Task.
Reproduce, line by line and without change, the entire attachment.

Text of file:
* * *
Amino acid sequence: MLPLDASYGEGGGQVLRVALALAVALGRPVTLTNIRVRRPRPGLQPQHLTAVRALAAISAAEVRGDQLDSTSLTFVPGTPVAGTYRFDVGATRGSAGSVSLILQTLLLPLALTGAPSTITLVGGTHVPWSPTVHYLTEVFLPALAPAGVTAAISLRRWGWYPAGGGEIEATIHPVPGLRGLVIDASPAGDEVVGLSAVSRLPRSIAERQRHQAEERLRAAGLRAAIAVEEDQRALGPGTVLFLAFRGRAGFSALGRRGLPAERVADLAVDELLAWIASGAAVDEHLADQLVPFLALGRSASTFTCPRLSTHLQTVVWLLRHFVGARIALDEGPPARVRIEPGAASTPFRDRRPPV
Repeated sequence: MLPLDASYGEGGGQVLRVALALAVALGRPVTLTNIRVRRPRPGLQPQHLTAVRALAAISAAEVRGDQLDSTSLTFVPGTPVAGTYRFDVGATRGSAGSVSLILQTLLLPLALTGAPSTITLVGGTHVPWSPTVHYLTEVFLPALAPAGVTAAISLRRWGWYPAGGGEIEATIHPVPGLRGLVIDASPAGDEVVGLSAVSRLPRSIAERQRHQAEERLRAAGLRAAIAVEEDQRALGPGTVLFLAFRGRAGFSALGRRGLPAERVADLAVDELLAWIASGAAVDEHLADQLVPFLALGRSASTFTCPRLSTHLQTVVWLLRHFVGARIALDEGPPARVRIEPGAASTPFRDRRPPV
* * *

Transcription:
Amino acid sequence: MLPLDASYGEGGGQVLRVALALAVALGRPVTLTNIRVRRPRPGLQPQHLTAVRALAAISAAEVRGDQLDSTSLTFVPGTPVAGTYRFDVGATRGSAGSVSLILQTLLLPLALTGAPSTITLVGGTHVPWSPTVHYLTEVFLPALAPAGVTAAISLRRWGWYPAGGGEIEATIHPVPGLRGLVIDASPAGDEVVGLSAVSRLPRSIAERQRHQAEERLRAAGLRAAIAVEEDQRALGPGTVLFLAFRGRAGFSALGRRGLPAERVADLAVDELLAWIASGAAVDEHLADQLVPFLALGRSASTFTCPRLSTHLQTVVWLLRHFVGARIALDEGPPARVRIEPGAASTPFRDRRPPV
Repeated sequence: MLPLDASYGEGGGQVLRVALALAVALGRPVTLTNIRVRRPRPGLQPQHLTAVRALAAISAAEVRGDQLDSTSLTFVPGTPVAGTYRFDVGATRGSAGSVSLILQTLLLPLALTGAPSTITLVGGTHVPWSPTVHYLTEVFLPALAPAGVTAAISLRRWGWYPAGGGEIEATIHPVPGLRGLVIDASPAGDEVVGLSAVSRLPRSIAERQRHQAEERLRAAGLRAAIAVEEDQRALGPGTVLFLAFRGRAGFSALGRRGLPAERVADLAVDELLAWIASGAAVDEHLADQLVPFLALGRSASTFTCPRLSTHLQTVVWLLRHFVGARIALDEGPPARVRIEPGAASTPFRDRRPPV